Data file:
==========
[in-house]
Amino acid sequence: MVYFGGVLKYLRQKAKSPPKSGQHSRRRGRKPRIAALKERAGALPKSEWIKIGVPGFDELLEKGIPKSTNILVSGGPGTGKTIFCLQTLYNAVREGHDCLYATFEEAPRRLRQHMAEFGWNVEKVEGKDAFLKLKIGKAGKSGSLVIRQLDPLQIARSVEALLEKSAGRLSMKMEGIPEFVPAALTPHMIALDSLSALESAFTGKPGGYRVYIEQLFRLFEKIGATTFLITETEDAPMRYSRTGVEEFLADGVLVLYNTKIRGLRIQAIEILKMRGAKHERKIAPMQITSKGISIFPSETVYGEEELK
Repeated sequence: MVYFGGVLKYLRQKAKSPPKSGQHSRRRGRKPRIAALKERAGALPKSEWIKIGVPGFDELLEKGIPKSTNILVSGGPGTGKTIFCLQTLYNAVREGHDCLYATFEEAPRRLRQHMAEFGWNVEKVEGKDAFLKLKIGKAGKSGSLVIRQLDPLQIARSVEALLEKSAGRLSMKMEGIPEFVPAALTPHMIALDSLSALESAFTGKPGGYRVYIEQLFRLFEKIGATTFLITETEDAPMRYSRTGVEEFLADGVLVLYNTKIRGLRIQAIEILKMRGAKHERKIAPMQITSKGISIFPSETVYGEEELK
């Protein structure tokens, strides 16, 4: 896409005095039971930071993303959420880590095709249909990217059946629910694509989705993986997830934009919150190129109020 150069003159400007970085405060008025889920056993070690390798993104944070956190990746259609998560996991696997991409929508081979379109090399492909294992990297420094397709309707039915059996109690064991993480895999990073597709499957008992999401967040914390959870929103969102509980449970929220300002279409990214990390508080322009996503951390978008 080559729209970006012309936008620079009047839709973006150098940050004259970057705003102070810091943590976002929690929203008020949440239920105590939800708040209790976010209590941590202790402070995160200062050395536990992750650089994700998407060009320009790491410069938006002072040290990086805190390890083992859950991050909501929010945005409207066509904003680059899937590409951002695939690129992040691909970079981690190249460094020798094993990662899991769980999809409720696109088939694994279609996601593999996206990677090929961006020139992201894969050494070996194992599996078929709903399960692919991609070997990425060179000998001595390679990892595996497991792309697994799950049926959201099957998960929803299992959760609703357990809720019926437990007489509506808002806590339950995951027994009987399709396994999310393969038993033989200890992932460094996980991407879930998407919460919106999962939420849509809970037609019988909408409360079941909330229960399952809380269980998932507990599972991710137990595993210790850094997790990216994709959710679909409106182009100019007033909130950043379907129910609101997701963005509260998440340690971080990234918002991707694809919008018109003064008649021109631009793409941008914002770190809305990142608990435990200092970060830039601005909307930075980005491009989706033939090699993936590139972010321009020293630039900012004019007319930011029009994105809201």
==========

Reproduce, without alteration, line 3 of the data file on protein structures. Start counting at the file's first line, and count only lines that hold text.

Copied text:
Repeated sequence: MVYFGGVLKYLRQKAKSPPKSGQHSRRRGRKPRIAALKERAGALPKSEWIKIGVPGFDELLEKGIPKSTNILVSGGPGTGKTIFCLQTLYNAVREGHDCLYATFEEAPRRLRQHMAEFGWNVEKVEGKDAFLKLKIGKAGKSGSLVIRQLDPLQIARSVEALLEKSAGRLSMKMEGIPEFVPAALTPHMIALDSLSALESAFTGKPGGYRVYIEQLFRLFEKIGATTFLITETEDAPMRYSRTGVEEFLADGVLVLYNTKIRGLRIQAIEILKMRGAKHERKIAPMQITSKGISIFPSETVYGEEELK